Of the four, snowboarding is by far my favourite. Heading to the top of a mountain just to blast back down it at high speeds, pulling off as many tricks as you feel brave enough to try is an absolute joy, while skiing offers a largely similar experience.
Paragliding is perhaps the weakest of the four, and while there’s a certain tranquility to be found while floating over the mountains and forests below, it’s a bit… slow.
Wingsuit flying, on the other hand, is aerial sport done right. Plummeting straight down, avoiding jagged rocks and trying your best not to smash into the ground and die is a blast – it’s most likely this one and snowboarding you’ll spend the most time with.
As an added bonus, you can also switch to first person at the push of a button during any ‘ride’, which is really fucking cool, but not something you’ll want to leave on all the time, as the speeds at which you travel make it pretty hard to play and actually see what’s coming as you blitz through the snow.
So with Steep, you get four sports of varying quality for your money. Four might not be the biggest number (indeed, math will tell you it’s one of the smallest), but the sheer size of the world ensures that the game is packed with new routes to race and secrets to find.
This goes hand in hand with the seamless online aspect, in which we’re encouraged to race and compete with other players for the highest scores – it’s basically old school arcade style fun, all wrapped up in a lovely open world that you can share with anyone and everyone.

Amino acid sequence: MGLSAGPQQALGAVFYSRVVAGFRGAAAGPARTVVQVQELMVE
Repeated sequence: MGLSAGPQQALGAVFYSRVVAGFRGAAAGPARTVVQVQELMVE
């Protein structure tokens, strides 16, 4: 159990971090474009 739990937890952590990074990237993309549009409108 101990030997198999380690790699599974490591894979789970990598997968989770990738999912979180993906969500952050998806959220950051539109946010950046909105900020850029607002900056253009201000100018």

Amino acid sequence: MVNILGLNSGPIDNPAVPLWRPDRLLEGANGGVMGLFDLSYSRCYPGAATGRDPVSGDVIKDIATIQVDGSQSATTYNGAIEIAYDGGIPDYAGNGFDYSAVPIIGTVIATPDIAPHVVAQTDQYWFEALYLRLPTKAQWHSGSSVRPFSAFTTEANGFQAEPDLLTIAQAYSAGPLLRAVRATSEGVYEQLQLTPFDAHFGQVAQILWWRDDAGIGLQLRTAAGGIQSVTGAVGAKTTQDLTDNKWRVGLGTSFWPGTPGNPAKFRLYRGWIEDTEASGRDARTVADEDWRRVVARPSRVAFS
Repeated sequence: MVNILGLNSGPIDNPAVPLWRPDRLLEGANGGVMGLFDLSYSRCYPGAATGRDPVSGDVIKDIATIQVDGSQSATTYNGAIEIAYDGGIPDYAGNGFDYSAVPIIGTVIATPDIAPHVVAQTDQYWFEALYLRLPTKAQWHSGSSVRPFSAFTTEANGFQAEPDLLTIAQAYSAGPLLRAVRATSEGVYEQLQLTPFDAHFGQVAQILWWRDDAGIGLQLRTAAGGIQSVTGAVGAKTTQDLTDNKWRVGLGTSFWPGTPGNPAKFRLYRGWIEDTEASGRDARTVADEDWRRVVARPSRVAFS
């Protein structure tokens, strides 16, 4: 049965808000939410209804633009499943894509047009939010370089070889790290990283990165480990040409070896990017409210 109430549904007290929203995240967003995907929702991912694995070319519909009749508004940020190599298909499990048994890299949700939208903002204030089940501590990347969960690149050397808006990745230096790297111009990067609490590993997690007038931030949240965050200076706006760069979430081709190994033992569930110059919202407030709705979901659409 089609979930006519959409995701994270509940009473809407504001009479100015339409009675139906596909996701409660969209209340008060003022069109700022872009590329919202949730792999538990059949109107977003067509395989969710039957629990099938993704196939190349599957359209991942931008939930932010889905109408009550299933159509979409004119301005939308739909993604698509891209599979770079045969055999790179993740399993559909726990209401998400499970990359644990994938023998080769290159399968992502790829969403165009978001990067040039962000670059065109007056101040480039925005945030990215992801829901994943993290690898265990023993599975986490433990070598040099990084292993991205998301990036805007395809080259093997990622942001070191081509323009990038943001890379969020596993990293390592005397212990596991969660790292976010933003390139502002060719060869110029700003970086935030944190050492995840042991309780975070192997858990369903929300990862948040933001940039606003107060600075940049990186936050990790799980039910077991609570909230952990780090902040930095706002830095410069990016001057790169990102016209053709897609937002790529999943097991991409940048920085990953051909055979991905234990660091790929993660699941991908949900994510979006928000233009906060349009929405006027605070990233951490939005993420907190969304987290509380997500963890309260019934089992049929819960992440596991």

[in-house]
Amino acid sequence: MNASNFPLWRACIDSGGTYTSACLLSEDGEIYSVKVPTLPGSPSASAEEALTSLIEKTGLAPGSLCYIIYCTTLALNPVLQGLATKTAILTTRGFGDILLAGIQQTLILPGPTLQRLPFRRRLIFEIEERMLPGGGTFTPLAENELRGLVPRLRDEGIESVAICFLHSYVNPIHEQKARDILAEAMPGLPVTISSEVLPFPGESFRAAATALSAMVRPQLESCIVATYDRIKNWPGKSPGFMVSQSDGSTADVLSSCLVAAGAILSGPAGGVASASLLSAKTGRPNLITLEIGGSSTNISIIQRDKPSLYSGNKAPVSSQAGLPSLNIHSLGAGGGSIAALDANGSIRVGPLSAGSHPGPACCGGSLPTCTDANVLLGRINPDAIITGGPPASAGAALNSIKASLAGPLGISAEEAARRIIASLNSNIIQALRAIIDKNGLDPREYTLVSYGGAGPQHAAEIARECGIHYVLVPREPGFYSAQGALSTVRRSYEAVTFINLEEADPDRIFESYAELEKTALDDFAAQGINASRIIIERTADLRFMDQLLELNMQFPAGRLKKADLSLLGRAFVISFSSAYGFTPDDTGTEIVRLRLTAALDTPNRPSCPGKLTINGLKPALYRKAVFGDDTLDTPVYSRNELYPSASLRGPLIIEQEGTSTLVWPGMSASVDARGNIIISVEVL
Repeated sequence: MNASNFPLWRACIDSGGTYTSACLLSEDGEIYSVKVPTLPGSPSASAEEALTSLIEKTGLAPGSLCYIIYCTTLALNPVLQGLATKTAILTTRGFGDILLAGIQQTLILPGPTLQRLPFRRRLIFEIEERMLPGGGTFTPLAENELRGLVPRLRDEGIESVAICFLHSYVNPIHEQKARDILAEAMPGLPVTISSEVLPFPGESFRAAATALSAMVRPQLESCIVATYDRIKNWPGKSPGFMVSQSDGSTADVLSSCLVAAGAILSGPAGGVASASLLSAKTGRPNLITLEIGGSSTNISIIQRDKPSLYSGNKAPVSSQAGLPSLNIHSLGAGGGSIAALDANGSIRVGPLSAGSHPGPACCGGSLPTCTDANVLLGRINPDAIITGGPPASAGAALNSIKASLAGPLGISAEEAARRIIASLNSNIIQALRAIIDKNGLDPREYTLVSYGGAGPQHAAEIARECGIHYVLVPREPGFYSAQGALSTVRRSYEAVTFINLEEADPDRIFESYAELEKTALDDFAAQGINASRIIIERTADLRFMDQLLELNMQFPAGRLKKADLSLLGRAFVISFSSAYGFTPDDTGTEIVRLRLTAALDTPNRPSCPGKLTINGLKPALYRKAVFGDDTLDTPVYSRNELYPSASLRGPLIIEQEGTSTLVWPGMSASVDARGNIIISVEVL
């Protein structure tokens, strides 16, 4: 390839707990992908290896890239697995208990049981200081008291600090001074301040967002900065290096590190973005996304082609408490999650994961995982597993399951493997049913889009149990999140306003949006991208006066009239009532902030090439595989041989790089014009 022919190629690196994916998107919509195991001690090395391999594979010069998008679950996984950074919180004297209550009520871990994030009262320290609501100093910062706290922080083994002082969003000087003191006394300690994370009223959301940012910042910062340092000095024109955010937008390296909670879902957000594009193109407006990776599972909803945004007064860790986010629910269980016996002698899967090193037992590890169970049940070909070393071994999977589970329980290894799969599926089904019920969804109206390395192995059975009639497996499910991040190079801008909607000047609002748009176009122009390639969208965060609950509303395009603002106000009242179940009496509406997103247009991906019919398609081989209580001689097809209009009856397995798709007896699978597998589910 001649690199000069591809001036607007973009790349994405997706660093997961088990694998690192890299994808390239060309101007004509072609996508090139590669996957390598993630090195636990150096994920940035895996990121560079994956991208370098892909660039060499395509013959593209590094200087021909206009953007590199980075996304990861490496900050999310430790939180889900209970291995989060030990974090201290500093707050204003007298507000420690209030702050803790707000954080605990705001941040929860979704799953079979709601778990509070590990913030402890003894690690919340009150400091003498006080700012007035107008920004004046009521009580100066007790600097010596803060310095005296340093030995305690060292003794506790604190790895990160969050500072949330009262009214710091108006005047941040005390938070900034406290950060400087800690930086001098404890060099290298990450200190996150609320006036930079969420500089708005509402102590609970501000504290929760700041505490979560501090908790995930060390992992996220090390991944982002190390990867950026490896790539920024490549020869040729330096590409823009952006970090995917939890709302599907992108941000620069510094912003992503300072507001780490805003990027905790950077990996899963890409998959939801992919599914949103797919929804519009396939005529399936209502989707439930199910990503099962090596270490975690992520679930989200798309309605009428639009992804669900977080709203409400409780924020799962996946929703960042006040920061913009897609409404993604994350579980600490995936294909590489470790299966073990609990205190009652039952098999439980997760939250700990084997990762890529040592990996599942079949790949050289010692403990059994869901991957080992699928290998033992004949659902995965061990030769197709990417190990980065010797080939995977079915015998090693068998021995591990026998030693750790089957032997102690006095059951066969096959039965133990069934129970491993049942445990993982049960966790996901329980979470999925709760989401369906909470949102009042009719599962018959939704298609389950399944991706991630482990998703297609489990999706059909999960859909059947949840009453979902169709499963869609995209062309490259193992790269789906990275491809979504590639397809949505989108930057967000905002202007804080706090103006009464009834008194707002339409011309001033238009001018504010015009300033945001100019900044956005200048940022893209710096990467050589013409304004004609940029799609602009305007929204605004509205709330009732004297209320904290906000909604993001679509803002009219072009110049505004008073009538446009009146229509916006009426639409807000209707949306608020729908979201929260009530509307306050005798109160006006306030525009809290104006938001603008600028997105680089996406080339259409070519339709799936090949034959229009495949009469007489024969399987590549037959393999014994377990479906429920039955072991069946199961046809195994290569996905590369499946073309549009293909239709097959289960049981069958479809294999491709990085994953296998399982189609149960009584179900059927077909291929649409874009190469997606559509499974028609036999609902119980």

In essence, Steep is a game that relies on player-made moments for the most part. It wants you, the player, to explore and chart out your own challenges for others, and it encourages you to interact with the other players in the game, since NPCs are essentially non-existent.
Wordless multiplayer moments, such as bumping into other players at the very top of a mountain before deciding to race them back down, or spotting a poor soul as they paraglide into the side of a mountain were great fun, and it was this element of randomness that largely kept me coming back for more.
Of course, this directionless winter sandbox approach does have its drawbacks, the most notable being that your enjoyment of Steep is entirely dependant on how long you can tolerate its wintry charms before you start to get bored of leaping off mountains.
I’ve no doubt that there’s a small group of gamers that will put a lot of time into this game over the coming weeks, and a larger group that’ll happily boot up Steep every now and again for the next few months so that they can tear up the virtual Alps.
For the most part though, I fear many a gamer will be put off by the fact there’s no real ‘point’ to the game, and with no tangible set of goals, Steep might well go cold fast.
Still, I firmly believe that everyone can have fun with Steep in some capacity. It’s a gorgeous extreme sports extravaganza that’s packing some quality ideas and truly exhilarating moments for those with the patience to seek them out.
Some of you might want to wait till it comes down in price a little, but anyone missing games like SSX (and let’s face it – we all are) could do a hell of a lot worse.